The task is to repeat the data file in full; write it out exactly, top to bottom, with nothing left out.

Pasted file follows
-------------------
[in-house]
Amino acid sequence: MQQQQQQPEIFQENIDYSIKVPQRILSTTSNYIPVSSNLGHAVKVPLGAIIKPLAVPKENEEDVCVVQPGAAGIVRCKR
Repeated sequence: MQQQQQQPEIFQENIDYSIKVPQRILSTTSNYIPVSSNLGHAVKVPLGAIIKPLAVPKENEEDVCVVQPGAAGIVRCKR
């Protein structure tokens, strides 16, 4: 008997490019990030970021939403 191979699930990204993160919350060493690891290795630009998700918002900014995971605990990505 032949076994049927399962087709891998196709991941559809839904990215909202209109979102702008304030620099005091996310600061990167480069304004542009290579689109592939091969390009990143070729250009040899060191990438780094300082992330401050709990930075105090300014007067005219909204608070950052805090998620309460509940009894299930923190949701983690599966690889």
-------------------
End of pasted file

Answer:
[in-house]
Amino acid sequence: MQQQQQQPEIFQENIDYSIKVPQRILSTTSNYIPVSSNLGHAVKVPLGAIIKPLAVPKENEEDVCVVQPGAAGIVRCKR
Repeated sequence: MQQQQQQPEIFQENIDYSIKVPQRILSTTSNYIPVSSNLGHAVKVPLGAIIKPLAVPKENEEDVCVVQPGAAGIVRCKR
């Protein structure tokens, strides 16, 4: 008997490019990030970021939403 191979699930990204993160919350060493690891290795630009998700918002900014995971605990990505 032949076994049927399962087709891998196709991941559809839904990215909202209109979102702008304030620099005091996310600061990167480069304004542009290579689109592939091969390009990143070729250009040899060191990438780094300082992330401050709990930075105090300014007067005219909204608070950052805090998620309460509940009894299930923190949701983690599966690889």